How to Safely Harvest and Prepare Ginko Nuts





Introduction: How to Safely Harvest and Prepare Ginko Nuts

Ginko nuts are reputed to be very healthy, stimulating the brain, preventing Alzheimer's and other degenerative brain diseases.  The leaves also can be made into a soothing skin salve. We don't know whether these claims have any basis, but we do know that roasted ginko nuts go awesome with a cup of oolong tea.

So if you notice a tree with fan shaped leaves, and plum shaped fruits which smell like dog feces it's probably a ginko.  Only the female trees bear fruit, and they need to be in proximity to a male ginko to make the nuts.  Ginkos are considered to be a "living fossil" because they have been thriving for tens of thousands of years in their current form. 

A note of caution:
Ginko seeds contain urushiol, which is the same chemical that causes poison oak, ivy and sumac to create an allergic reaction, and skin rash.  Wear gloves and protect your skin when handling the fruit!

Step 1: Locate a Ginko Tree

If you know of ginko tree in your neighborhood, you may skip this step. Otherwise, locate ginko tress in your neighborhood by going to Public Trees Map at the Neighborhood Fruit website. Put your zipcode and distance (ex. 94110 and 1) and search. Take note of the tree addresses and get ready for your adventure!

Step 2: Prepare to Go Ginko Picking

Ginko fruits contain urushiol, which is the same toxin in Poison oak.  Use tools (chopsticks) or gloves to handle fruit, and don't touch your face until after you are done (see photo below).

You will need a disposable plastic bag, or a bin to carry the fruit home in, a fruit picker, rubber gloves and perhaps chopsticks. 

Step 3: Pick the Ginko

Ginkos can be picked like any other fruit tree.  Since you want the nut not the fruit, it is completely acceptable to pick up the windfalls off the ground.

Step 4: Soak the Ginko Fruit in Water

You want to separate the ginko fruit from the ginko nut.  We have discovered that soaking the fruit for an hour or two in water before you attempt to separate them works really well.  The fruit gets water logged and slides easily off the nut.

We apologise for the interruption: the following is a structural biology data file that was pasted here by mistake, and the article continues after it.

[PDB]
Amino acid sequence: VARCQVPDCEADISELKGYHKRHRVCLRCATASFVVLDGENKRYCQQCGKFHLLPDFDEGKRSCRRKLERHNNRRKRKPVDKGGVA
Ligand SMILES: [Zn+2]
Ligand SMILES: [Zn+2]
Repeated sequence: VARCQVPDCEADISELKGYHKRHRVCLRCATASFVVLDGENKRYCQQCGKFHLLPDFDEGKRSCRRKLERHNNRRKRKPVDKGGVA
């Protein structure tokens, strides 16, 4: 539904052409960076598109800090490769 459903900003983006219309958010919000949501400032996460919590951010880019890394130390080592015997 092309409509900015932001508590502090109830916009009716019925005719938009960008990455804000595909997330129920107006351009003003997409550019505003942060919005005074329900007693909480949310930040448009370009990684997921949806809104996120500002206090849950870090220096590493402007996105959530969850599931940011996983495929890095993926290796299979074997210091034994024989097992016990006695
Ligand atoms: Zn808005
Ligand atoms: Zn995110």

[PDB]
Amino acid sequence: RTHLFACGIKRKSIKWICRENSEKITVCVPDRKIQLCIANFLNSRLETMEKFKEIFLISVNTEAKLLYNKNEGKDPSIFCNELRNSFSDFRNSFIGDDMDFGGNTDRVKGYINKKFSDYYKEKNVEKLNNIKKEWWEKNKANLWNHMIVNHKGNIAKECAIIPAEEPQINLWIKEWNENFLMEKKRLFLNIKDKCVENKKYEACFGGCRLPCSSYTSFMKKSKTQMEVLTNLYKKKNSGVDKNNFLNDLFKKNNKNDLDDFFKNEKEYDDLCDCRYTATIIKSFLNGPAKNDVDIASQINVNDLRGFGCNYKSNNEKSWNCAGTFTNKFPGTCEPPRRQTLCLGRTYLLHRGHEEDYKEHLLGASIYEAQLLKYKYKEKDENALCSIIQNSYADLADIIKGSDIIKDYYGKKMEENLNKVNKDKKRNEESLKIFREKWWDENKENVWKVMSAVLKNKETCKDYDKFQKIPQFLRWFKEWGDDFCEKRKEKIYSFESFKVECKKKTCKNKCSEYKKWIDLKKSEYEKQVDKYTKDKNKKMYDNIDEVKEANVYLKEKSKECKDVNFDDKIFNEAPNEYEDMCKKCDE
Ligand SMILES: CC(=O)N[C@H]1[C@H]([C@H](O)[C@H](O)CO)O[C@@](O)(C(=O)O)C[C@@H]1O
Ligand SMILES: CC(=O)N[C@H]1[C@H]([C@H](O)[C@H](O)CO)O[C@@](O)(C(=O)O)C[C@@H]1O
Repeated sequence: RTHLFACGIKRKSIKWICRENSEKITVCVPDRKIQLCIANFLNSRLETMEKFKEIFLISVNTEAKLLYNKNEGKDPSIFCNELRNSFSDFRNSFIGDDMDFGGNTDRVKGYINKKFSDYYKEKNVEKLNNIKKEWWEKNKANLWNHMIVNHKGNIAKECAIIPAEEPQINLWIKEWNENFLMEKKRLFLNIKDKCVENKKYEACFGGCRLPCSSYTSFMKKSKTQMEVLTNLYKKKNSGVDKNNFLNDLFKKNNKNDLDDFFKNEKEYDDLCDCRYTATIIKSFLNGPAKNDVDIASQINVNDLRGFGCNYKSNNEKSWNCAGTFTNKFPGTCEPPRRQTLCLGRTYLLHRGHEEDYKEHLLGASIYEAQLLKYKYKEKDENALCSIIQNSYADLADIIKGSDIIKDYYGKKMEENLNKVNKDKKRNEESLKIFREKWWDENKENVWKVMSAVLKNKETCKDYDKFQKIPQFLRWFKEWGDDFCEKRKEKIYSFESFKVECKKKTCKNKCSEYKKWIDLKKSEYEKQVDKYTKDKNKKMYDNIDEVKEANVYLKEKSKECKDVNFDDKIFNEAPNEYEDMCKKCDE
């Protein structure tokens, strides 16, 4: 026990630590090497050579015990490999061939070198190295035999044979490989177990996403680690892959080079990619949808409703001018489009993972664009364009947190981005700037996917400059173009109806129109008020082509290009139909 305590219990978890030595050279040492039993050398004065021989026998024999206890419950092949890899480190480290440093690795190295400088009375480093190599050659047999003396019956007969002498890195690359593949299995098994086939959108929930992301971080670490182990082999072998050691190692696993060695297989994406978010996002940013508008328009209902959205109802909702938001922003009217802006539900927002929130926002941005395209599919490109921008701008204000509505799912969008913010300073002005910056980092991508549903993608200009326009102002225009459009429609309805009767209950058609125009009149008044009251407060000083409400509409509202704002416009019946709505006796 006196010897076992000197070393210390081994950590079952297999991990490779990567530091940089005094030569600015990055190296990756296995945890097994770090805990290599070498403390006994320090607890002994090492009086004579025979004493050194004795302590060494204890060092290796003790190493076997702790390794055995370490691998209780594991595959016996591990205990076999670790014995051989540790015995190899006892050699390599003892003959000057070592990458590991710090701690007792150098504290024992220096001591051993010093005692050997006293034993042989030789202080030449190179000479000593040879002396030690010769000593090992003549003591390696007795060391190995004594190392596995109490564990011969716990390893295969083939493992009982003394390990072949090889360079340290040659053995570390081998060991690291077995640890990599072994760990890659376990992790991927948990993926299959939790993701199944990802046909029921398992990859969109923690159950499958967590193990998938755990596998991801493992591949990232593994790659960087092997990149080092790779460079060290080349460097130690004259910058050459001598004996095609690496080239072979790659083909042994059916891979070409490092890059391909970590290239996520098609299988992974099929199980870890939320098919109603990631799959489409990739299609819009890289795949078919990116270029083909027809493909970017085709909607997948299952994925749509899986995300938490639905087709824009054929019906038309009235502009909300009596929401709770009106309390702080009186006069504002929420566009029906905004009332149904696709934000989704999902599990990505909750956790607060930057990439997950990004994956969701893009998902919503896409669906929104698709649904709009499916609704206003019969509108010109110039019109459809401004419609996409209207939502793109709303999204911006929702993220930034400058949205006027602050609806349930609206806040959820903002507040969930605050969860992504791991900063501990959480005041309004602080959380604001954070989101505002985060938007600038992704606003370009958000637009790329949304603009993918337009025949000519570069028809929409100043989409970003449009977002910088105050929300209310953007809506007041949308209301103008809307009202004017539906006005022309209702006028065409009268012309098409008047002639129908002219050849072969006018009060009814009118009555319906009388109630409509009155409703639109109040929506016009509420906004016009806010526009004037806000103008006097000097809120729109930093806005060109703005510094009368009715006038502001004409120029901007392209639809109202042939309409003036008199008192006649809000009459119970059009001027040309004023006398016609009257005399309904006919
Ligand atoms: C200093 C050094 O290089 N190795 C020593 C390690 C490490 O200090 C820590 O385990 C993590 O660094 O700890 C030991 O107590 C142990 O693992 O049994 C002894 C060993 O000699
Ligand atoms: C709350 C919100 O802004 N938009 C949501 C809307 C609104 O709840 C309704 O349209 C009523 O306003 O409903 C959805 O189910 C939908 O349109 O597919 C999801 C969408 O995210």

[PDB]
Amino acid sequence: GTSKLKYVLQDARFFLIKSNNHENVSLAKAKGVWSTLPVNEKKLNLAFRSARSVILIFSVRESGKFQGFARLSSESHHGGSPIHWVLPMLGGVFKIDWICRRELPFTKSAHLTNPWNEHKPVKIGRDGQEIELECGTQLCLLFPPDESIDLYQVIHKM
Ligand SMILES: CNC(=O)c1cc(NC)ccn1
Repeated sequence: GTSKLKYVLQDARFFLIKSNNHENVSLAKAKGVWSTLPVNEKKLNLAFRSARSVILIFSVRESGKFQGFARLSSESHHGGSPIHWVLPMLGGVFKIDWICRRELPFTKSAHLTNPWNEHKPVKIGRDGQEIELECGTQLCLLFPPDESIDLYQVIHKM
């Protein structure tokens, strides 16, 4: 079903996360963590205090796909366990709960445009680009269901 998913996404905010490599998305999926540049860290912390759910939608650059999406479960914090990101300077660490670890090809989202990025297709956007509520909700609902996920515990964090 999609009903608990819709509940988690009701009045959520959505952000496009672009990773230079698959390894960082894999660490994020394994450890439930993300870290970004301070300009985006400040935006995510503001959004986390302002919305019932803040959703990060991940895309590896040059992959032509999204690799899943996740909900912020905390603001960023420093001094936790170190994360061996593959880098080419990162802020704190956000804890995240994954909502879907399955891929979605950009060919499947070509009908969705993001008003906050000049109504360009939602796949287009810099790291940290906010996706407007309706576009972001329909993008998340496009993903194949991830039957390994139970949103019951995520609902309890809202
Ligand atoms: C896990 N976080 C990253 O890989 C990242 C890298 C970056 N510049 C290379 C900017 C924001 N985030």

The gesture for removing the nuts is similar to the gesture used to pull the seeds out of plums.  You want to keep the nuts and compost the fruit.

Step 5: Dry the Wet Nuts

Rinse the nuts one final time, and put them on a cookie sheet.  Put them in the oven to dry at 180 degrees Fahrenheit (80 degrees Celsius) for 30 to 60 min.  They are ready when the white shells are dry.  You can store them in an airtight jar for months.

Step 6: Cooking the Nuts

Note: the nuts need to be cooked before you can eat them. 

To prepare them for eating, either roast them in a cast iron skillet like you would any other raw nut, roast them in the oven at 400 degrees F (200 degrees C) or put them in a paper bag in the microwave.  You will know they are cooked because they have turned translucent bright green.

In the photos below, you can see the difference between a cooked and uncooked ginko nut.



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    Fascinating!  I've loved ginkgo trees for years because of their neat fan-shaped leaves and the beautiful gold they turn in the fall.  I honestly don't ever remember seeing fruit before. But maybe I've just never been around a female tree that has a male tree nearby.  Ginkgo trees are rare enough around here to be kinda special.


    Pretty much every Ginkgo that you get from a nursery (which is where most people/municipalities get them) are male clones specifically to avoid the smell, otherwise they would have a much harder time selling them.

    It's possible that your tree doesn't produce fruit because either it's A) gendered male, or B) a female that is too far from males to receive pollen.  Many cities only plant the males because the fruit can be considered by some to be a nuisance - it's stinky and abundant, and can trigger allergic reactions - so perhaps that's what happened in your city.

    Alas, the closest ginkgo tree to me is about 6 miles away.  I only wish I had some nearby.

    Hey, that's a cool thing to know!

    is poison ivy edible if u remove the oil?

    Hey NativeBoy,
    I think that Poison Ivy is a bad idea to mess with, in any format.  I know three people who have ended up in the hospital from burning dormant leaves and breathing the smoke, so I would say that eating it is a REALLY bad idea.

    oh but i dont get a rash i can roll in it all day and nothing going to happen

    That used to be me too. Not anymore. Repeat exposure to poison ivy increases susceptibility. That being said, I have an aunt in her fifties that pulls poison ivy out of her garden bare handed and never has a problem, but if I were I wouldn't press my luck. You may eventually regret it.

    You are very lucky indeed.  I look at a photo of poison ivy and I get a rash!  (only a slight exaggeration!)